Keeping in good physical condition goes a long way as far as being able to carry out other activities such as walking and even taking long flights of stairs when necessary. So does attitude! Sure things might happen to my joints, and yes, I will age just like everybody else. But that does not mean that I should not try my best to feel good and think young for as long as I can.

I don’t mind some of the rights of passage that come with becoming middle aged (although I admit that even when I say it, it makes me cringe a little bit). I cannot deny lines near my eyes and I was appalled recently when I noticed that I was getting a few more grey hairs – no matter, they will be quickly concealed by my hairdresser.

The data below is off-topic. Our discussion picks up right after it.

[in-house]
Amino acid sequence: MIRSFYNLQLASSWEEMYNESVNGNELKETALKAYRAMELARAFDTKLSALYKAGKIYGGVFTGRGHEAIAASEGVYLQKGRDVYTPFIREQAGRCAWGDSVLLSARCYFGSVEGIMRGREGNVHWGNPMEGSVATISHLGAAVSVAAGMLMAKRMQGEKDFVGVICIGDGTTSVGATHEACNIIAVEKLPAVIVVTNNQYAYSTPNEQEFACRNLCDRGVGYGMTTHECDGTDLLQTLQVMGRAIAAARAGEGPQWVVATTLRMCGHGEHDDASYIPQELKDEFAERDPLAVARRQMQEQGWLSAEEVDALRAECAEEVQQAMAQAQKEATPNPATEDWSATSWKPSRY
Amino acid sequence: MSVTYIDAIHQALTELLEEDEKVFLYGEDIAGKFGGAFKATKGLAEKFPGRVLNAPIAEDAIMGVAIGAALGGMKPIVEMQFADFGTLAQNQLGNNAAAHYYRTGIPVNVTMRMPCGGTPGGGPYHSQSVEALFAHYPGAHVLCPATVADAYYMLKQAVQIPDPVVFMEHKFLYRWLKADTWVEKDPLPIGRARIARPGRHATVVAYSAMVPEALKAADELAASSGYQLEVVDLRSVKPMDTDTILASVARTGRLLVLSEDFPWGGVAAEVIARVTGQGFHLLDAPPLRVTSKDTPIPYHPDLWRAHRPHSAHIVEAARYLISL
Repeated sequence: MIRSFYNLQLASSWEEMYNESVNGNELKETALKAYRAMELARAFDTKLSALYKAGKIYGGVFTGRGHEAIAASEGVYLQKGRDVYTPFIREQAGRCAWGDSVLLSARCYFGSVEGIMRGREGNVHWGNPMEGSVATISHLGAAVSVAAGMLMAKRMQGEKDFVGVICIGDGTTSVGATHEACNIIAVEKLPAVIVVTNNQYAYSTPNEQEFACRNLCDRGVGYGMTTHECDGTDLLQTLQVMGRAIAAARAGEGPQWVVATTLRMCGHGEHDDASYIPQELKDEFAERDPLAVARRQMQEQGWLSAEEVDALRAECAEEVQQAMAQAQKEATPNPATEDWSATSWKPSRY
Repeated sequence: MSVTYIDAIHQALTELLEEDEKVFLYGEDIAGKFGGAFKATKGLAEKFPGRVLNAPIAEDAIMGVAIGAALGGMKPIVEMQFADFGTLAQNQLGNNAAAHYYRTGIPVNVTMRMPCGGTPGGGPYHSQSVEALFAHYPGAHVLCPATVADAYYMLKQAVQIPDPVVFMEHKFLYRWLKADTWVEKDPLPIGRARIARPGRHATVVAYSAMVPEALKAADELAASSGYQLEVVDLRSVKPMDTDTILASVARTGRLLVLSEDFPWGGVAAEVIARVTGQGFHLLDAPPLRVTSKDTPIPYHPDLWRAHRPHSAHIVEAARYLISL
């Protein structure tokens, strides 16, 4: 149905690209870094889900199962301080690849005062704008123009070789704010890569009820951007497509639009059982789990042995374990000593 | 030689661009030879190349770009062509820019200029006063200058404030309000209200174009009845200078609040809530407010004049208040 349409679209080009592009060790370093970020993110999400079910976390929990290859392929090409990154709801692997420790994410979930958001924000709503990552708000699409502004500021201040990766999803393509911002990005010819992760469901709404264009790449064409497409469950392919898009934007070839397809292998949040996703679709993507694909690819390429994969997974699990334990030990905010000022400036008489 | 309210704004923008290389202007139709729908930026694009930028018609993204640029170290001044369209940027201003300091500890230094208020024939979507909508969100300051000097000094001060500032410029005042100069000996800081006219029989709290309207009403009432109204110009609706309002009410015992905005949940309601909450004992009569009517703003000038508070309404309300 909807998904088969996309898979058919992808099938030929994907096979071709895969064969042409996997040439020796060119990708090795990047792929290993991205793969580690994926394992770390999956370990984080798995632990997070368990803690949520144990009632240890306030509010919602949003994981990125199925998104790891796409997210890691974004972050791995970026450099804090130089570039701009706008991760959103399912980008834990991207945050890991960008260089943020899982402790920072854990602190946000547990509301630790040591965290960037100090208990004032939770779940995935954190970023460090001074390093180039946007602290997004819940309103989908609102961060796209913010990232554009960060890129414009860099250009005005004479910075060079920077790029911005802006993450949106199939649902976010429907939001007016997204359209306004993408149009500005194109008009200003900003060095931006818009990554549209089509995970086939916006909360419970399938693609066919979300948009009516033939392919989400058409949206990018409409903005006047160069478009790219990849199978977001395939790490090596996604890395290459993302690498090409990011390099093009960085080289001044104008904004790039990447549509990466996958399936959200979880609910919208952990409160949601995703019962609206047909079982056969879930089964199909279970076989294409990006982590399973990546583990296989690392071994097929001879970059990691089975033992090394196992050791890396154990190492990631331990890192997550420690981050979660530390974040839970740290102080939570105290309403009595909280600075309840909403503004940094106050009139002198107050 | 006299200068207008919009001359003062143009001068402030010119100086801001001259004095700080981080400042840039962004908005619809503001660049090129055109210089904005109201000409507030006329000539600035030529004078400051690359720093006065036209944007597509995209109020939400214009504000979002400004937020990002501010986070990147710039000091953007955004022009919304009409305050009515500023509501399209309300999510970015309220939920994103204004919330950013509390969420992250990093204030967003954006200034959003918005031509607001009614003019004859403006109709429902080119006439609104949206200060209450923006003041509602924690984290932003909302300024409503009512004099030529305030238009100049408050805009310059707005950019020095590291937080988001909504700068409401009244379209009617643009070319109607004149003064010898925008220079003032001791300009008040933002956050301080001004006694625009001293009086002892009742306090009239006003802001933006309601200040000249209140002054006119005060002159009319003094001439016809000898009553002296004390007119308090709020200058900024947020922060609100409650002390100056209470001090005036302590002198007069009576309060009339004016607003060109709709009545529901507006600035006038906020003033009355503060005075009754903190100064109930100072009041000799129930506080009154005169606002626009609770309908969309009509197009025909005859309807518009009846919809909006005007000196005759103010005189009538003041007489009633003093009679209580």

When a friend my own age tells me he or she feels his or her age “in their bones” or I see one of my peers having to take a break while walking up a flight of stairs, I find it quite disturbing.

I do confess to being tired after a long day and not having the desire to go out at night nearly as often as I used to. Perhaps this has to do with getting older, or maybe it simply means that I am merely content with my life.

I had to stop and reel myself in when I started to be bothered by loud music and even loud, inconsiderate talking. Where I used to crave action and excitement, now sometimes all I want is some peace and quiet.

It has taken me a long time to get to know myself, apparently, if I were to take this middle age thing literally, for approximately half of my life. Nevertheless, it has been an interesting experience.